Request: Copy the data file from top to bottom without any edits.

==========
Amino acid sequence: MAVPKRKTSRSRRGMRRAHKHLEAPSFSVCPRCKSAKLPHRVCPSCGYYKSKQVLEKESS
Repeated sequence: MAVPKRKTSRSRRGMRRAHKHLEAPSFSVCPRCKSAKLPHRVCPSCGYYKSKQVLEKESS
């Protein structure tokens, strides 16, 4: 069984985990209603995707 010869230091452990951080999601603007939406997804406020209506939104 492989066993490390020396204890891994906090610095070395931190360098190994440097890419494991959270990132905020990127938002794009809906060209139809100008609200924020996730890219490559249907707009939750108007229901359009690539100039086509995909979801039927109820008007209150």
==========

Amino acid sequence: MAVPKRKTSRSRRGMRRAHKHLEAPSFSVCPRCKSAKLPHRVCPSCGYYKSKQVLEKESS
Repeated sequence: MAVPKRKTSRSRRGMRRAHKHLEAPSFSVCPRCKSAKLPHRVCPSCGYYKSKQVLEKESS
């Protein structure tokens, strides 16, 4: 069984985990209603995707 010869230091452990951080999601603007939406997804406020209506939104 492989066993490390020396204890891994906090610095070395931190360098190994440097890419494991959270990132905020990127938002794009809906060209139809100008609200924020996730890219490559249907707009939750108007229901359009690539100039086509995909979801039927109820008007209150």